Unaccounted for Water and the Value of Leak Detection

While water is always a hot topic in both California and Nevada, most of us aren’t typically thinking about where our water comes from, let alone how it reaches our taps. When we are thirsty, we just walk to the sink or refrigerator and fill up a glass. We expect there to be water available when we turn on the faucet. The truth is, however, that there is quite a bit of unseen work required to make sure that the water is available when we turn that faucet handle.

SBC LeakDetection AmadorCo 2018 02One of the most important tasks is fixing leaks that can disrupt or reduce the pressure of water reaching your home or business. Sometimes these leaks are small like a running toilet or pinhole leak in a water line and won’t disrupt the supply. Others are large and can often lead to large sinkholes, significant water losses, and the disruption of service. These large leaks often surface quickly or are identified by service disruption and are fixed quickly. While small leaks might not seem important, over time they grow to be large leaks and cause significant damage if not fixed. Additionally, the small leaks can add up to significant water losses over time and often do not surface therefore continuing to leak without anyone noticing. These losses along with illegal connections, slow meters, and water used for system flushing and firefighting used to be considered unaccounted for water since the water wasn’t billed to any specific customer. This was an erroneous term that is no longer used in the industry since it is always possible to account for water losses. Now these losses are considered non-revenue water, basically water that’s wasted.

California was one of the first states to realize the importance of leak detection programs to reduce water losses. In the 1980s the State conducted a survey of water providers and determined that 770,000 acre-feet of water were lost every year – one acre foot of water (over 300,000 gallons) is the volume of water necessary to cover an acre with one foot of water – which is over seven times the water used by Portland area customers in the last year.

In response to this large loss of water, the State prepared best practice guidance to water providers to complete water audits and leak detection. A water audit quantifies the total amount of non-revenue water and estimates the amount of water lost to leaks, water theft, slow meters, system flushing, and firefighting. An assessment of validated water audit data from 2013 for 246 water utilities found that the utilities collectively incurred apparent (customer) losses equivalent to 29.4 billion gallons of water, translating into uncaptured revenue of over $151 million for the year. Additionally, the same utilities incurred 130.1 billion gallons of water lost to system leakage. This loss added over $77 million of excessive treatment and pumping expenses to utility ledgers. The number of utilities included in this assessment is a small portion of more than 50,000 water utilities in the United States; meaning water losses across all water utilities in the United States exist at a staggering level.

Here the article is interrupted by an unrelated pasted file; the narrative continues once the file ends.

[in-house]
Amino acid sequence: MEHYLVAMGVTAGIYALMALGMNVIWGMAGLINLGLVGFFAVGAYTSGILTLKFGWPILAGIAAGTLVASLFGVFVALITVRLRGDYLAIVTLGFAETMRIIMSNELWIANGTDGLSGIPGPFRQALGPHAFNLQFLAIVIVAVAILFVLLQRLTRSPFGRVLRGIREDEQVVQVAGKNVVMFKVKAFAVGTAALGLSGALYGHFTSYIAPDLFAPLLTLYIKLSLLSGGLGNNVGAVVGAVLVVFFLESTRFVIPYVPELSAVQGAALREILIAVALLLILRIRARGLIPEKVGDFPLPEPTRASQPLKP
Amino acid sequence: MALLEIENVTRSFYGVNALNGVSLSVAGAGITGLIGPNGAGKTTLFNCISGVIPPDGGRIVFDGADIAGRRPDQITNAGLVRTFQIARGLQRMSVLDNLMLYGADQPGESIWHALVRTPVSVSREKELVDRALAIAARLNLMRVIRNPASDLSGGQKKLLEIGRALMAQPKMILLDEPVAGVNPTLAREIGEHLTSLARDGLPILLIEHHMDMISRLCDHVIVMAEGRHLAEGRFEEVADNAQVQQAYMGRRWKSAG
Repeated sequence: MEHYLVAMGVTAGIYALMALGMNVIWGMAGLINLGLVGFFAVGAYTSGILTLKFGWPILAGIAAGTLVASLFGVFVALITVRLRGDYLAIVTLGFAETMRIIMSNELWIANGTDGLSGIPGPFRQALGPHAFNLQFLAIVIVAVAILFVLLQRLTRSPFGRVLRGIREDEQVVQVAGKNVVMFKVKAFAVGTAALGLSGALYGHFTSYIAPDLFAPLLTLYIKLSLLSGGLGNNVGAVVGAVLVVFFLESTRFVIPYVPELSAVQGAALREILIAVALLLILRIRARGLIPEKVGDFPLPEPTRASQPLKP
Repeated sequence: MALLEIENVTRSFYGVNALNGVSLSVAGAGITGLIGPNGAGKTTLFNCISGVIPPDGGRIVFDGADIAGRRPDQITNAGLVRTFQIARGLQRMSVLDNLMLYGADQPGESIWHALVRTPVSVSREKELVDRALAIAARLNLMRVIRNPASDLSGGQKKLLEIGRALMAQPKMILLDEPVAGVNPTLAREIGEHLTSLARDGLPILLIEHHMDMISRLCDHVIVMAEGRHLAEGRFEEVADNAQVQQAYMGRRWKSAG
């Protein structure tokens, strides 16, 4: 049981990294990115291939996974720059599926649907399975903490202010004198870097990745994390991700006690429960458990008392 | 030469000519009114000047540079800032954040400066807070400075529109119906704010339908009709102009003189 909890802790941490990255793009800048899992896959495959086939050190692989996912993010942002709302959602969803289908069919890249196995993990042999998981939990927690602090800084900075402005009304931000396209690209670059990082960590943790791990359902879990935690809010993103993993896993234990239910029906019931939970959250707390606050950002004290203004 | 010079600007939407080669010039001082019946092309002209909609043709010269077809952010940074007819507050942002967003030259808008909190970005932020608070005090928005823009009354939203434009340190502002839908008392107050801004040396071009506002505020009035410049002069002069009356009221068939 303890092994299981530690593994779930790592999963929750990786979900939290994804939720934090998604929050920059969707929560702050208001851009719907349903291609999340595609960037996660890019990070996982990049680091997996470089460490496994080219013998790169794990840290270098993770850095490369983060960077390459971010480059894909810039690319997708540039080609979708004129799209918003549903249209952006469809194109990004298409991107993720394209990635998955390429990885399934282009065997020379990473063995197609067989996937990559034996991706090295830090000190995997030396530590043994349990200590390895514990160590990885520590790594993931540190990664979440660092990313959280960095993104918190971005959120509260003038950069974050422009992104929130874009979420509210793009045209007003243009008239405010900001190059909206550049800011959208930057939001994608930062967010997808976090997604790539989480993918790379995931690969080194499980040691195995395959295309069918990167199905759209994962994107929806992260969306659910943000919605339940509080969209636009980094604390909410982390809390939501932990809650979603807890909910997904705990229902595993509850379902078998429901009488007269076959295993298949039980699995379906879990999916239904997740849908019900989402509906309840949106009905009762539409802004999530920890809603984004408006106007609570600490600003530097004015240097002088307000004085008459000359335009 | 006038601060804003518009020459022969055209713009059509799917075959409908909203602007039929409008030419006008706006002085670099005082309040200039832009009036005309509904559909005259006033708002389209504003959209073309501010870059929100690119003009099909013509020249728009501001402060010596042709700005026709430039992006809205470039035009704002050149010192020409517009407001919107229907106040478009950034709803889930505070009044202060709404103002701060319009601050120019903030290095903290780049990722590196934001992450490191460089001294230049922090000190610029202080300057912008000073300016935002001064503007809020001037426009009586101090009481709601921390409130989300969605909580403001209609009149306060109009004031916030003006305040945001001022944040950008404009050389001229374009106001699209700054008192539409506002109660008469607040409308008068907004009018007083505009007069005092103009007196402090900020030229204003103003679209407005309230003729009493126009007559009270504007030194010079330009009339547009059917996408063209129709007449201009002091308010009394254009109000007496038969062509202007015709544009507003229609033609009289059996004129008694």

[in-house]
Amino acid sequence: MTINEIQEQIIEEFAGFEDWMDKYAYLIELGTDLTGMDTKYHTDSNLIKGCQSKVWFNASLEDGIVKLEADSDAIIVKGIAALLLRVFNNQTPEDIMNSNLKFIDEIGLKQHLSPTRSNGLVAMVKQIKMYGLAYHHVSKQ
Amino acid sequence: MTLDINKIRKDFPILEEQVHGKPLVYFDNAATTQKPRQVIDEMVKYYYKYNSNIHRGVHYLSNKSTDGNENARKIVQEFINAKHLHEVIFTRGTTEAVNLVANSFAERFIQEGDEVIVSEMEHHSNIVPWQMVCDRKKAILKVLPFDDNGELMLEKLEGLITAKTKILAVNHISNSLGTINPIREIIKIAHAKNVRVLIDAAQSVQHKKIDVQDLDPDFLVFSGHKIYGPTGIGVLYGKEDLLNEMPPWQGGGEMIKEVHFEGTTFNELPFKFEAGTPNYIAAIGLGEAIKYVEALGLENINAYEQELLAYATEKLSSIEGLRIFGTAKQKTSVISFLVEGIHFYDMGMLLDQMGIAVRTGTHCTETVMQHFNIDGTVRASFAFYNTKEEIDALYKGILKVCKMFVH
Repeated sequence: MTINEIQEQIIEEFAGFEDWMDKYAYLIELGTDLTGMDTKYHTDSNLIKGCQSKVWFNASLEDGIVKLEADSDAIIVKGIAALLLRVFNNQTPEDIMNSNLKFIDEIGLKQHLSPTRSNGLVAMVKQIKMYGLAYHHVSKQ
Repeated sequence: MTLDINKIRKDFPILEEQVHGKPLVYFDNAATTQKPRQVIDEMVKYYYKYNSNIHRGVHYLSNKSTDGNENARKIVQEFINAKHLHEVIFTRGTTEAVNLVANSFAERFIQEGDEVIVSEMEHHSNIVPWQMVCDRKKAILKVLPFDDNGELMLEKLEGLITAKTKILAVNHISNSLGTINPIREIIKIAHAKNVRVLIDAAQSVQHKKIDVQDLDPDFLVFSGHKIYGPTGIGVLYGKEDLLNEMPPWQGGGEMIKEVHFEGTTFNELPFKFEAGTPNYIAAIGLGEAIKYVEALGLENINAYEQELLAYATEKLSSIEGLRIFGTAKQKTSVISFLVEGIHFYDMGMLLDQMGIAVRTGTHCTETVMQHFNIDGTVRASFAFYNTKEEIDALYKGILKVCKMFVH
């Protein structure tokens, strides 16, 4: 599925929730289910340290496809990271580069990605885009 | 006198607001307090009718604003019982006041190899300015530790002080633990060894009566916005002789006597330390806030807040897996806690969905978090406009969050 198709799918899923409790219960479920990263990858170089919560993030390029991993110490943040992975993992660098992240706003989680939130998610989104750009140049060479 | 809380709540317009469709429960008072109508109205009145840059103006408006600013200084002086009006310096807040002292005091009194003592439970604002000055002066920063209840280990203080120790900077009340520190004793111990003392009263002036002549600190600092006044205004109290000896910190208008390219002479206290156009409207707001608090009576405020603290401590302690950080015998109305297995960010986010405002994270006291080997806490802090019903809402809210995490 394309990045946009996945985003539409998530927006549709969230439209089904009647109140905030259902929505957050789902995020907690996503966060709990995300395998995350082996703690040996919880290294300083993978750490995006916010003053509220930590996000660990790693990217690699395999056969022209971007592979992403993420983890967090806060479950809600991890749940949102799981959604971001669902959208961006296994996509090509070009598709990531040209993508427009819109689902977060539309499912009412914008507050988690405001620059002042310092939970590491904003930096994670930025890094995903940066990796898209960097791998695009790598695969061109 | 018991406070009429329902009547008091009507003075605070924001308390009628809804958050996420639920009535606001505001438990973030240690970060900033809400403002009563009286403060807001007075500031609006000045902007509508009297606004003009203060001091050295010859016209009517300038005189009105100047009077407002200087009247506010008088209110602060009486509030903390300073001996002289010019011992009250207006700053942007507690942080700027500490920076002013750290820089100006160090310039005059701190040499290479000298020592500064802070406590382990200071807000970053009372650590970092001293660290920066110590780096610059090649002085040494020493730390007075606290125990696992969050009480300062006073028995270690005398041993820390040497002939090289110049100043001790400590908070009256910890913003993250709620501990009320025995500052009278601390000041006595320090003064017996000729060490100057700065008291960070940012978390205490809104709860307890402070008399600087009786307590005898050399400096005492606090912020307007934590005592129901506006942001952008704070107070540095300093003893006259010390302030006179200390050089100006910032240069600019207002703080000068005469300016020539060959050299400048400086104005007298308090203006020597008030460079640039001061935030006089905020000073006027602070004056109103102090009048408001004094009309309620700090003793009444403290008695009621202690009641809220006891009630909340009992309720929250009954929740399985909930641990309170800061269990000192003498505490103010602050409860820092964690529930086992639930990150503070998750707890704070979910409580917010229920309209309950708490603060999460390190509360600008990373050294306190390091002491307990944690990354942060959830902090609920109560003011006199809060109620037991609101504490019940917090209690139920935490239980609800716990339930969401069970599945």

SBC LeakDetection2 AmadorCo 2018 02This is an enormous cost that is passed directly on to customers through higher water costs and connection fees. Several states now require water audits and recommend active leak detection programs when water losses are greater than 10%. An active leak detection program consists of regular surveying of underground pipes using acoustic monitoring equipment. Since small leaks often do not surface, the only way to locate these leaks is by listening to fire hydrants, service meters, or along the pavement above the water line using powerful ground microphones.

Leaks make noise because the pressurized water forced out through a leak loses energy to the pipe wall and to the surrounding soil area. This energy creates sound waves in the audible range, which can be sensed and amplified by electronic transducers. There are two main ways to identify leaks: using a ground microphone with a transducer to amplify the leak noise and filter out background noises or using a leak noise correlator which records sound at two points on a water line and correlates the location of the leak based on the time it takes for sound waves to travel from the leak to the two listening points. These two technologies can also be used together to quickly identify and pinpoint leaks. Ground microphones are more common for surveying to identify leaks while correlators are better at pinpointing leaks that have been identified.

Because of the significant water lost to leaks, all water utilities should complete water audits annually and institute active leak detection programs when losses are greater than 10%. This will not only reduce the water lost, but also reduce the energy required to provide the water and the energy costs incurred by the utilities and passed on to customers. Additionally as our infrastructure continues to age, water leaks will become more common and become a greater burden on utilities and customers.

SBC has been able to provide no-cost leak detection trainings to water agencies in the Sierra Nevada through our water energy nexus pilot program with Pacific Gas and Electric Company. Our team recently completed our fourth leak detection training with Amador Water Agency (AWA) and the City of Jackson Water Department staff. The training was completed by Utility Services Associated and provided classroom and field instruction for 13 AWA staff and two City of Jackson staff. During the field instruction 10 areas of the water system were surveyed and six leaks were pinpointed. The leaks were estimated to result in water losses of 14.7 million gallons per year. For more information on leak detection programs, please contact SBC Climate Planning Program Director, Paul Ahrns, at pahrns@sierrabusiness.org.